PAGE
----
Welcome to The Friday TV Five, a column where we pull out five of the best, worst, and weirdest highlight-worthy things from the week of television, and present them all in a handy list format where the numbers don’t particularly mean anything. We have fun.
1. Turns out what we needed was a fun show about evil insects from space
People have made a lot in the past couple years about the phenomenon of “Too Much TV,” which is fair, because there really is just an absurd amount of television out there. It is quite literally my job to watch TV and I can’t even come close to keeping up with everything. But there’s another issue out there, too, related to the “Too Much TV” problem, and that’s that TV has kind of become too much. With just about every network and streaming service in an arms race to land the type of prestige show that bumps it from the fringe of public awareness to the forefront (it was not long ago that AMC was best known for running Kickboxer sequels into the wee hours of the morning), we’ve seen things take a hard turn toward the serious and heavy.
Case in point: In the last 12 months, USA moved from its patented Blue Skies lineup of shows toward darker programming like Mr. Robot and this summer’s Queen of the South, the latter of which has only been on for a few weeks and has already featured a graphic depiction of rape and a scene where a dead drug mule is cut open so two men can physically fish the remaining packets of heroin out of her abdominal cavity with their bare hands. Royal Pains, this ain’t.
And it’s not just the dramas. Even the comedies are getting heavy. Shows like You’re the Worst and BoJack Horseman have taken deep dives into serious topics like depression and loneliness, and even a supposedly lighter comedy like the brightly-colored Unbreakable Kimmy Schmidt gets reeeaaally uncomfortable when you put two seconds of thought into it and realize Kimmy’s whole upbeat, cheery demeanor is a self-protection device to cover-up a years-long kidnapping at the hands of a manipulative lunatic.
All of which is to say sheeeeesh, TV. I love just about every show I listed up there, but it can really start to wear on you if you let it, this continuous consumption of dark murder dramas and complex sad comedies. Sometimes you need a break from that, for self-care, if nothing else. Sometimes you need a show that’s just fun.
And this brings us to BrainDead on CBS. I’ve discussed the show a few times now, first in a review and then in at least two of these Friday columns, the latter of which dealt with the little recap songs they play at the beginning of each episode, which remain terrific. Don’t get me wrong, the show isn’t all puppies riding rainbows or anything. It’s about alien ants eating people’s brains and turning them into passionate, occasionally violent ideologues. But even with that said, it’s breezy and fun, and very tongue in cheek about Washington politics, which is really refreshing given, like, the news. Mary Elizabeth Winstead is a delight as the idealistic lead, and Johnny Ray Gill appears to be having an almost reckless amount of fun playing a kooky self-taught scientist. And Tony Shalhoub… Tony Shalhoub is a national treasure.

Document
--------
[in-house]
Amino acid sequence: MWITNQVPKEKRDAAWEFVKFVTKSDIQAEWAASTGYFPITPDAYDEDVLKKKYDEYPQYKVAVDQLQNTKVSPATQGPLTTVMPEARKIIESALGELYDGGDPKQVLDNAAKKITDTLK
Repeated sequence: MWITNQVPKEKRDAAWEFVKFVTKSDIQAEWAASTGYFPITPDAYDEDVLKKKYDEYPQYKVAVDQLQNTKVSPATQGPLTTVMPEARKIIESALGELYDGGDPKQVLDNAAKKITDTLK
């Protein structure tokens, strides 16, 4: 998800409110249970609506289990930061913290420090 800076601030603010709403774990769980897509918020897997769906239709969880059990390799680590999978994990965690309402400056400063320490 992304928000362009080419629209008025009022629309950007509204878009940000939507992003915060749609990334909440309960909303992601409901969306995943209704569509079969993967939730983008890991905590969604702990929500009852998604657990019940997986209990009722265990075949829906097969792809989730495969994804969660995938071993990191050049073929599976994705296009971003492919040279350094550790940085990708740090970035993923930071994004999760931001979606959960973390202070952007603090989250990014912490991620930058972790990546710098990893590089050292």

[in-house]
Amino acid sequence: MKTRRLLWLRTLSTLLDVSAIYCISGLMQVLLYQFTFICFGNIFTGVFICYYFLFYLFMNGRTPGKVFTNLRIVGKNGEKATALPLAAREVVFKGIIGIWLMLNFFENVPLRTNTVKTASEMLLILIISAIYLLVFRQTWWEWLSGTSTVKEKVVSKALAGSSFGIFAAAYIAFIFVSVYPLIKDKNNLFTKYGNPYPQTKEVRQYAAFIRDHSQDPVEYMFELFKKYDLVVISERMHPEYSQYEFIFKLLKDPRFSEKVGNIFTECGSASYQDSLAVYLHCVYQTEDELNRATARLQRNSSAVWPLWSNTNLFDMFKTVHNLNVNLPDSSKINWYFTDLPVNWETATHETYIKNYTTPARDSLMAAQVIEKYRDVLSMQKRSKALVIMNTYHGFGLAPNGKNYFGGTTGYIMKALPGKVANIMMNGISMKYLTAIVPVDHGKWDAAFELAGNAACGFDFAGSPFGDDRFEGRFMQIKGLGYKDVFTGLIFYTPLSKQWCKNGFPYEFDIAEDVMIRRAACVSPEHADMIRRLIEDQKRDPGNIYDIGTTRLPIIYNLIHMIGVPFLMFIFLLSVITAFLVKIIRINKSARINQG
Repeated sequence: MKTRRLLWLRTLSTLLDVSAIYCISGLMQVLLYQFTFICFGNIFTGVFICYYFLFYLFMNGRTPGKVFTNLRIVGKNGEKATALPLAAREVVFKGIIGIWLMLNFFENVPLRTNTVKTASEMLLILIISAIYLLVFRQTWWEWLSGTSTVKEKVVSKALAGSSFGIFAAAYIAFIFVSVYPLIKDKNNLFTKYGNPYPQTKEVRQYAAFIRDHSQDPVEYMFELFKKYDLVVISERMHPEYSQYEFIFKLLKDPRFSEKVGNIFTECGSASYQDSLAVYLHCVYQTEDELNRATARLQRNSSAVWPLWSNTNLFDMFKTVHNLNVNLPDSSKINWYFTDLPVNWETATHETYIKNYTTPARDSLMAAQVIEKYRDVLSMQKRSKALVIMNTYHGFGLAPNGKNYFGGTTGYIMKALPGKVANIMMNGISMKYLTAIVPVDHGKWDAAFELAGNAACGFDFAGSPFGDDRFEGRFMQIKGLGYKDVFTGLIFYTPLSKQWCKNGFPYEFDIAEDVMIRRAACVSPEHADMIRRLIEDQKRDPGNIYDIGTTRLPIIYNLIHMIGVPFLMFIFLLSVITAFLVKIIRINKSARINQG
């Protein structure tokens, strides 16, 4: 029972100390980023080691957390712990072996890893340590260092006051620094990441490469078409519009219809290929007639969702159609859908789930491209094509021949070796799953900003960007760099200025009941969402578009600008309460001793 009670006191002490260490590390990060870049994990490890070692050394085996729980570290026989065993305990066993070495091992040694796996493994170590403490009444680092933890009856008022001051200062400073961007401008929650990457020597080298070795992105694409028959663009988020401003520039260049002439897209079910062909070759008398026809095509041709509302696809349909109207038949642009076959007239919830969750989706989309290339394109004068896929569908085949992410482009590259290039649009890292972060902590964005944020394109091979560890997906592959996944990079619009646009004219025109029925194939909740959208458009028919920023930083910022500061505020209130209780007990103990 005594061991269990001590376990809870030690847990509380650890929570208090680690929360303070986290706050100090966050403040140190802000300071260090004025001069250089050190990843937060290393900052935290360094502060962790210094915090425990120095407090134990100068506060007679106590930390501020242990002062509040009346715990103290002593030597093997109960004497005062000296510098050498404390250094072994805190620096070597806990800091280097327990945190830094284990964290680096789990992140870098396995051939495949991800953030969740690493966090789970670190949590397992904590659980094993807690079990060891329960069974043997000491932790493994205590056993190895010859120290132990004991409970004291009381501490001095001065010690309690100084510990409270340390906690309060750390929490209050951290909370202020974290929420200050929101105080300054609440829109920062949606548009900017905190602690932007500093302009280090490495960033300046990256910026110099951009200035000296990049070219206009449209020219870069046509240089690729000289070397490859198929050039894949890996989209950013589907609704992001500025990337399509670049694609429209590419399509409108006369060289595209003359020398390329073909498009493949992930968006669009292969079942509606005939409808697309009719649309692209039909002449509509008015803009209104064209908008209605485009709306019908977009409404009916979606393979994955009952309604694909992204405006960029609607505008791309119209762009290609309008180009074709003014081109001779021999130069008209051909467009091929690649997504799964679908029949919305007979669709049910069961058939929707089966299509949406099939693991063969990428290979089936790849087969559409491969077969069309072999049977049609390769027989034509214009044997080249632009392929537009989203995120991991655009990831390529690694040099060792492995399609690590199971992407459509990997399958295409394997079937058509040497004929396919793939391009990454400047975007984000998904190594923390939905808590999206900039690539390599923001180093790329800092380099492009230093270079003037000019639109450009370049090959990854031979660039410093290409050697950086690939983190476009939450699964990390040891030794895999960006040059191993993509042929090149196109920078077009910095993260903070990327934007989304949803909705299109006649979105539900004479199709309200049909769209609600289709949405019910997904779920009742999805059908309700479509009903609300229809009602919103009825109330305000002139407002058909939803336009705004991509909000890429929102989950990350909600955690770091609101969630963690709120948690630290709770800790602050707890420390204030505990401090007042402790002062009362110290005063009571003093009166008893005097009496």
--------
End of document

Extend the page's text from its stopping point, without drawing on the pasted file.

The show isn’t Breaking Bad or Fargo by any means, but if you, like me, occasionally feel like you’re suffocating under the weight of #PeakTV, BrainDead is a breath of fresh air.
2. Speaking of Mr. Robot…
So spoilers spoilers spoilers, but I watched the two-part premiere of Mr. Robot and wrote my recap, and at multiple times I thought to myself, “Hmm, it’s kind of weird how Elliot is staying in this empty room and has this strict schedule and these strange new friends,” but I was so wrapped up in trying to digest all the pieces that I never gave it the required amount of critical analysis. Then I read the “Elliot is in a mental hospital” theory at Vulture and it hit me like a ton of bricks. Of course that’s where he is. It might even explain the mysterious knock on the door at the end of last season. It could have been people coming to have him committed.
Or, you know, not. Mr. Robot rarely makes things easy.
3. Ask for a lawyer, guy. Come on.
As someone who has seen every episode of the original Law & Order numerous times, the season premiere of HBO’s The Night Of drove me up a tree at times. Not because the quality was bad or anything. Quite the contrary, actually. It was really pretty great. My problem was that I was sitting in front of my television watching young Naz answer questions and submit to DNA tests in the police station and I was screaming, “Lawyer up, dummy! What are you doing?! Oh God, not the penile swab! Lawyerrrrrr.”
Once the episode ended and I settled down enough to start thinking rationally about it (like four or five hours ago), something jumped out at me: With the original Law & Order off the air and not available to stream anywhere (another travesty for another day), entire generations of children have lost a vital resource for learning to lawyer-up in an interrogation. I knew by age 16 that if a cop wanted to ask me questions, I should first ask if I was under arrest and then I should ask for a lawyer, and it’s all thanks to watching wise-ass criminals get lippy with Lennie Briscoe. The show was practically doing a public service in that way, keeping the populace informed of their constitutional rights when dealing with the police. It should be rebooted on PBS and paid for with our tax dollars.
4. Where’s the sloth?!
Yup. Still laughing about the thing from Zoo where Bob Benson from Mad Men slapped an evil general and shouted “Where’s the sloth?!”
5. Dick Cavett seems fun.
I think I’ve posted this clip before somewhere, or at least mentioned it, but here it is again because I love it. It’s Eddie Murphy and Dick Cavett on Letterman together in 1985, and it is as much fun as you’ll ever see two people have together on a talk show. Did you know Eddie Murphy and Dick Cavett were friends? Well, now you do.